Counseling Gay Fathers: Stepping Into the New Frontier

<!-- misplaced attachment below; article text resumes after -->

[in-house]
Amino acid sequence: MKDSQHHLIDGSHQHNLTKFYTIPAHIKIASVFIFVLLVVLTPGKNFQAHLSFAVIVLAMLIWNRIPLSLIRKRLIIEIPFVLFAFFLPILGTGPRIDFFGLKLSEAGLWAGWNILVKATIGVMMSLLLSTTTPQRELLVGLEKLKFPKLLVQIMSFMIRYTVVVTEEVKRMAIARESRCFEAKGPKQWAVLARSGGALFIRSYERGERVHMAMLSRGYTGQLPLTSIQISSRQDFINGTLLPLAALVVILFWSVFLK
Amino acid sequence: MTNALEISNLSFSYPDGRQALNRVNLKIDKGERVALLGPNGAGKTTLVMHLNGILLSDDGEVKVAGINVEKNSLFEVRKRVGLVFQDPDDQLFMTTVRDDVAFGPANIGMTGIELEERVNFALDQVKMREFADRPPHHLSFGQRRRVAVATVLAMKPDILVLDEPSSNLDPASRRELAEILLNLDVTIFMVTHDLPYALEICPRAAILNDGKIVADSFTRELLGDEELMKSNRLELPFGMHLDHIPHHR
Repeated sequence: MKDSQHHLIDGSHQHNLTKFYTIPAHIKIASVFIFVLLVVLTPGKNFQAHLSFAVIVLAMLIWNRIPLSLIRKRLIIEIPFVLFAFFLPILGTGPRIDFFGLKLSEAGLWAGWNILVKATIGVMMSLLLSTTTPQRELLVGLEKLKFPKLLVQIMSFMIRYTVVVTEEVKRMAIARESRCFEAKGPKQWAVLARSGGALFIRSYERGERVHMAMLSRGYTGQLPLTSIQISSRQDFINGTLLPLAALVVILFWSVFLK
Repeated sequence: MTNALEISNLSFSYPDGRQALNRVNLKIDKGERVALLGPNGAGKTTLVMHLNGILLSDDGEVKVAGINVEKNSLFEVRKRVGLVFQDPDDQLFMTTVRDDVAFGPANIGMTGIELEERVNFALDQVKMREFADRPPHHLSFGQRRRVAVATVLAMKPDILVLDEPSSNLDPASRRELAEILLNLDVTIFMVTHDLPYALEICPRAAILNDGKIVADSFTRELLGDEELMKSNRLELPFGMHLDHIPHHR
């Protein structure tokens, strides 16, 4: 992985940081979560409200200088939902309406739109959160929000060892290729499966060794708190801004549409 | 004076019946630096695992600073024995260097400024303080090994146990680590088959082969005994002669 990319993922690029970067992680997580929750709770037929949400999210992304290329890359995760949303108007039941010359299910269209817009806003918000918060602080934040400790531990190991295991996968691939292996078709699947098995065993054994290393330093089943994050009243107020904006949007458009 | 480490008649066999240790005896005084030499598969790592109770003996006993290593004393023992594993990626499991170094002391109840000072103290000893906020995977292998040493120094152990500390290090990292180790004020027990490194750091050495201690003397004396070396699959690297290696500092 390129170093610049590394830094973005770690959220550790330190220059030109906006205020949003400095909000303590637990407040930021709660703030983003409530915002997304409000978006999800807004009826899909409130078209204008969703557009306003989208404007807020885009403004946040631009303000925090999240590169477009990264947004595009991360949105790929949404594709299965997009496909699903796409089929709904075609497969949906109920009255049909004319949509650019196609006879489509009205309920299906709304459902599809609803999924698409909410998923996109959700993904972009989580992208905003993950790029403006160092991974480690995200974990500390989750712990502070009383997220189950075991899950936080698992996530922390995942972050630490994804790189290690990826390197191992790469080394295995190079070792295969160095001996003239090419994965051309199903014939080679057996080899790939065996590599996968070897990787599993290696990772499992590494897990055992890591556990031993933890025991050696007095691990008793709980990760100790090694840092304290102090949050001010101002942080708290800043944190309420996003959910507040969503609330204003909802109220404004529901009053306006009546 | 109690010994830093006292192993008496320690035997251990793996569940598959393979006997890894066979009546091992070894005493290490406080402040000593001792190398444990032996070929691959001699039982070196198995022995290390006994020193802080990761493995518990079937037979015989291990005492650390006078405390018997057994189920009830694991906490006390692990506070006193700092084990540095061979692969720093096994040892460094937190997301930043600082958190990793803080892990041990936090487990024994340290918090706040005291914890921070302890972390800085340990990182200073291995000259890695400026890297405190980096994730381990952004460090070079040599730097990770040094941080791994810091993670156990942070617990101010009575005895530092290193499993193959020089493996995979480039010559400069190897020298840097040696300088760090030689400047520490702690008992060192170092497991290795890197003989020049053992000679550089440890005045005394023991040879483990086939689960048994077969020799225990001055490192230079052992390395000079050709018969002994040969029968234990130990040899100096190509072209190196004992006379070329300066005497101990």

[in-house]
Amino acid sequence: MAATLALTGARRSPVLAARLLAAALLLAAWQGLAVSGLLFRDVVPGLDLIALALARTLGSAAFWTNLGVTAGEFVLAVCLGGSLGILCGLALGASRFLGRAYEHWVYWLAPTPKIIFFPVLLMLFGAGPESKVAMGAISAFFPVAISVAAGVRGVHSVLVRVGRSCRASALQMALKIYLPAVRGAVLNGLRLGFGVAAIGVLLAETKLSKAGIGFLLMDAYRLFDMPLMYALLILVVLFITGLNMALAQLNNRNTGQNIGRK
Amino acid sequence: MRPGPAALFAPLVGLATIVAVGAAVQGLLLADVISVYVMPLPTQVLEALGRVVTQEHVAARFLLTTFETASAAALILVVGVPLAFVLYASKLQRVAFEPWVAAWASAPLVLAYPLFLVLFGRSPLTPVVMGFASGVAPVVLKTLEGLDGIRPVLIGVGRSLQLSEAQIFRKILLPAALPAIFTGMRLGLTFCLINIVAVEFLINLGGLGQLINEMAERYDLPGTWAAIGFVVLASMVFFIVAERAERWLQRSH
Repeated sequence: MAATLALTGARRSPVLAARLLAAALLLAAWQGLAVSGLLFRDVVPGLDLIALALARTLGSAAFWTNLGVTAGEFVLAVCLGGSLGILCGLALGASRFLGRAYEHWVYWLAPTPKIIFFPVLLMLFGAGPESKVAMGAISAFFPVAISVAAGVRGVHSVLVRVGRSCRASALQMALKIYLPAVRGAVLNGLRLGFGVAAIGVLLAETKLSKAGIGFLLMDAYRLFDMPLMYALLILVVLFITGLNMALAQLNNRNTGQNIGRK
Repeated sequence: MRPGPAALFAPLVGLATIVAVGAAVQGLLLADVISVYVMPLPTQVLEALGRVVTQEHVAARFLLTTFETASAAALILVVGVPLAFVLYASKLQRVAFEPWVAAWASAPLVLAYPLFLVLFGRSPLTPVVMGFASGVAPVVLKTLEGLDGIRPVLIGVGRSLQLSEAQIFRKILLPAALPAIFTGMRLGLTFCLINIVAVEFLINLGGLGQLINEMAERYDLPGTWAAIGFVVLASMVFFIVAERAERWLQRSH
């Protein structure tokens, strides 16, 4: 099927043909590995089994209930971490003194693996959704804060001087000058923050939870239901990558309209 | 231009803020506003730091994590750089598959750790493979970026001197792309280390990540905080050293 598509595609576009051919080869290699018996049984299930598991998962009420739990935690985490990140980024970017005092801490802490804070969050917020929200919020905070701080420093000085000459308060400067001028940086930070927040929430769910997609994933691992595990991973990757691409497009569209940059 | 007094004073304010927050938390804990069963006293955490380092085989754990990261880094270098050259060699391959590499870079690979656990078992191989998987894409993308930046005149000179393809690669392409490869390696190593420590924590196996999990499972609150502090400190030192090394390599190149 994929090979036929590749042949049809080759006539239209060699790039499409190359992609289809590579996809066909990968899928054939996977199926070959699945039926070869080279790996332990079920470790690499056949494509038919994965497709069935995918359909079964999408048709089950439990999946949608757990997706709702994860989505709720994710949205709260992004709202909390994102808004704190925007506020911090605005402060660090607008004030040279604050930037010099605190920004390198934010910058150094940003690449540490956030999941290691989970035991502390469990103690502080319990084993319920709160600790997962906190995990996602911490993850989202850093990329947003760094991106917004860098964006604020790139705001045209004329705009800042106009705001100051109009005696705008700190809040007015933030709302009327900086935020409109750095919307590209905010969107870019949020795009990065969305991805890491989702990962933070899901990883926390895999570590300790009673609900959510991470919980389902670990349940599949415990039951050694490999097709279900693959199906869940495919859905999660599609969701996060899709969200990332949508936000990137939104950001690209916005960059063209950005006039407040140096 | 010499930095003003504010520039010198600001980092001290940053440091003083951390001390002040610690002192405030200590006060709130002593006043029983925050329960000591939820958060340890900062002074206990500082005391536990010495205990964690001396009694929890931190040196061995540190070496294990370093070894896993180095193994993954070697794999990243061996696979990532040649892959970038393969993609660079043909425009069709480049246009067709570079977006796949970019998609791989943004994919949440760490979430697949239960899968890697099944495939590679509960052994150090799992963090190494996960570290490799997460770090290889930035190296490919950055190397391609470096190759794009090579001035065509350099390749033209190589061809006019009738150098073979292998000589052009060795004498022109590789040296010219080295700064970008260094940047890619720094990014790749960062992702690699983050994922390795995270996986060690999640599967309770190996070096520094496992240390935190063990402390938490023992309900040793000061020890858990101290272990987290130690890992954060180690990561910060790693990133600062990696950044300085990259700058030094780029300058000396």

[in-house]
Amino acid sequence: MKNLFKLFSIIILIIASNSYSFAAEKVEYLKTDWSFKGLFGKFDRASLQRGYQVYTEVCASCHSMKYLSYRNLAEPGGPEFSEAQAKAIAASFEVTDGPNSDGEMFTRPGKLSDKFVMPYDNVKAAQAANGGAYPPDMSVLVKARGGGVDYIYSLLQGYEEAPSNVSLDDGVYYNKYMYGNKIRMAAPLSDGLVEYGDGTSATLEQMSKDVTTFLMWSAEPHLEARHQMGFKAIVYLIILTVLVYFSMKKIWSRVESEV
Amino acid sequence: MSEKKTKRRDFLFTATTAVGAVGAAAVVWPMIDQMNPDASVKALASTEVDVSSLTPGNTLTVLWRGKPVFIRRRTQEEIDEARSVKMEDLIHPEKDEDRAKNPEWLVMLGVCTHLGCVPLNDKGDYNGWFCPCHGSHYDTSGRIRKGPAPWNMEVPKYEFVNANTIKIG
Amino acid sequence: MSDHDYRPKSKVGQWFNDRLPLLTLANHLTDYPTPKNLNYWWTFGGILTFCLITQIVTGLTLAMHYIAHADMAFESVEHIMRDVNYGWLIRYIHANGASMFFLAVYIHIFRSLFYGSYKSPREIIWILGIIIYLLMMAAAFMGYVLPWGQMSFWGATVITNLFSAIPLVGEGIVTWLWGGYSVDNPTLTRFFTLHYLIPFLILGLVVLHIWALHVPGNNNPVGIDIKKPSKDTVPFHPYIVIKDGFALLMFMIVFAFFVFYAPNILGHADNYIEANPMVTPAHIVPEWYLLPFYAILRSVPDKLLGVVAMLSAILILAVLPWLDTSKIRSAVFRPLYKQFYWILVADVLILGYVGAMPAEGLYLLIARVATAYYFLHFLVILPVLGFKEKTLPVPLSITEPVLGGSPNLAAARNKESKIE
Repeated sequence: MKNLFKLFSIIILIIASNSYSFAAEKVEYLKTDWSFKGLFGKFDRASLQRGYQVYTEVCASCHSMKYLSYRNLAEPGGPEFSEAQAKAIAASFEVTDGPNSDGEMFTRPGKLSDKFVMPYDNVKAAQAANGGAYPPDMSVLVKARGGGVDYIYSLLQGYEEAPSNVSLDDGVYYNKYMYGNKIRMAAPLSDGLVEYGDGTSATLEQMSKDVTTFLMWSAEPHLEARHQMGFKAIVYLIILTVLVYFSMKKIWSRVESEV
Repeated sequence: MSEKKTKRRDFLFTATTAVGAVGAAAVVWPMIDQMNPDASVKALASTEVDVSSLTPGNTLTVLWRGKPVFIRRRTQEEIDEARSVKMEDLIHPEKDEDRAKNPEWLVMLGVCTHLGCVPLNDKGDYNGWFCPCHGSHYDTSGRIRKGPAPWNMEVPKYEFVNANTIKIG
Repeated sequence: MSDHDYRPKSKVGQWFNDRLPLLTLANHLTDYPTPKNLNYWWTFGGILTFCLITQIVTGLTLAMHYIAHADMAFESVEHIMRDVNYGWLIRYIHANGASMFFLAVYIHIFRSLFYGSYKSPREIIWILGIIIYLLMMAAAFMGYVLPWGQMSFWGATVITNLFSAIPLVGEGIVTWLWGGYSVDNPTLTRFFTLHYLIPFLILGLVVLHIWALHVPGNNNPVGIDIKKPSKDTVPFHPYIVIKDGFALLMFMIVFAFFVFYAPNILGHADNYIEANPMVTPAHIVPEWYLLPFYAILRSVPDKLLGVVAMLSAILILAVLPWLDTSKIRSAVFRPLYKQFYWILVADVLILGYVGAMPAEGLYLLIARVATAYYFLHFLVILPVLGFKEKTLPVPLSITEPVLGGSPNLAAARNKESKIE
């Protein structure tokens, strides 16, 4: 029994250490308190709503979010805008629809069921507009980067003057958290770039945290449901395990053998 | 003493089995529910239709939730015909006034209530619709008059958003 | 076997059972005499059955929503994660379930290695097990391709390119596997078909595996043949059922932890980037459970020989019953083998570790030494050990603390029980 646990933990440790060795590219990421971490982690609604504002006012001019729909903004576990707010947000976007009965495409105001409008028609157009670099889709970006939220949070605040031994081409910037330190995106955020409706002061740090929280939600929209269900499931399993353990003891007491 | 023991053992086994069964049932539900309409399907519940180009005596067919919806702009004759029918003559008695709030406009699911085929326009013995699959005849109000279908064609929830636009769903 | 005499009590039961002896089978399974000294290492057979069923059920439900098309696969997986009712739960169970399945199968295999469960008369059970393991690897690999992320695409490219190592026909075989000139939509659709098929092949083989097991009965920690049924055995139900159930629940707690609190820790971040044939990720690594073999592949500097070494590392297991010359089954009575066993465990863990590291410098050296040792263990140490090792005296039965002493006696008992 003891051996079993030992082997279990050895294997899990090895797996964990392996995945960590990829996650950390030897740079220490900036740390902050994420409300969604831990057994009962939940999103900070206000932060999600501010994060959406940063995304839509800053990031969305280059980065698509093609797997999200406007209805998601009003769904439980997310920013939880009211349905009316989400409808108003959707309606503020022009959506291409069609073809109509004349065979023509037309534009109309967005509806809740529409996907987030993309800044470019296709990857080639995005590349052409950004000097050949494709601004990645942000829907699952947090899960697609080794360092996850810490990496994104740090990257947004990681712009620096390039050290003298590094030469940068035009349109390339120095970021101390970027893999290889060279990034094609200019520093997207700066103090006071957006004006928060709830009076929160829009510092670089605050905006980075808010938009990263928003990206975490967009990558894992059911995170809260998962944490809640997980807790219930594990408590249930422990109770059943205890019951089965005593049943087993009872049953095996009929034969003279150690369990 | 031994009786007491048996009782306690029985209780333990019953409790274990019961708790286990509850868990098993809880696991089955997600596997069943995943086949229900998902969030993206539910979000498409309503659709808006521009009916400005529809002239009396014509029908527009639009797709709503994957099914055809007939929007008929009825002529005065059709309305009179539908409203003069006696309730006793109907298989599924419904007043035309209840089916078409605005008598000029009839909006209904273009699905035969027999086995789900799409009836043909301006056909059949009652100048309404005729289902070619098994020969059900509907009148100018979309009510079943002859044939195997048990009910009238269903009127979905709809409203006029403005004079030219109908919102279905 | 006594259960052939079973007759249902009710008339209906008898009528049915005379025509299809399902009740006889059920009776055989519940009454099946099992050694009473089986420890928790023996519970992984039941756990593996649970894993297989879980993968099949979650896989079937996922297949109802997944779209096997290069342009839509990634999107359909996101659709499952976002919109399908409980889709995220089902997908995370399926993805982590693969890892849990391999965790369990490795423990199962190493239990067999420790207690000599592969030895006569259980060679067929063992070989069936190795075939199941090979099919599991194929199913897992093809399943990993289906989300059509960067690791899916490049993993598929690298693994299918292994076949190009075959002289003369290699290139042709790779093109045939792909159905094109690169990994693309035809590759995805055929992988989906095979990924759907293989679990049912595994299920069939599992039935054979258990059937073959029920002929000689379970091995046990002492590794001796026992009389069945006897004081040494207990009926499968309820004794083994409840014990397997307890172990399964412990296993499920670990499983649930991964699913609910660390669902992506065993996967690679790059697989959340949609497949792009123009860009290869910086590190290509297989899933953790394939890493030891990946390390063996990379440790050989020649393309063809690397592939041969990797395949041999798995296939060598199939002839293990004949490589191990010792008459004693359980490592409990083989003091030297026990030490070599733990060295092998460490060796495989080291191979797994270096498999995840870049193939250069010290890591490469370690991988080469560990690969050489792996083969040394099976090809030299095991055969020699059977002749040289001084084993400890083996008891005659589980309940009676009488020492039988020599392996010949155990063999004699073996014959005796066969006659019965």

The nature and composition of families has undergone dramatic changes in the last half-century in the United States. For many years, in the most traditional cultural presentation, the word “family” conjured up mental pictures of two White heterosexual parents in a long-standing, culturally approved, religiously and civilly sanctioned relationship with their biological offspring, usually two, a boy and a girl for ideal balance (Okun, 1996). However, this idyllic picture of the American nuclear family has been forced to change. The rising divorce rate, the increase in two-income households, the growth of feminism, the larger number of single-parent households, and the changing ethnic landscape of American society have necessitated new ways of thinking about families (Goldenberg & Goldenberg, 2002). These changes have also necessitated new ways of seeing parenthood-the skills required, the approaches taken, even the players themselves.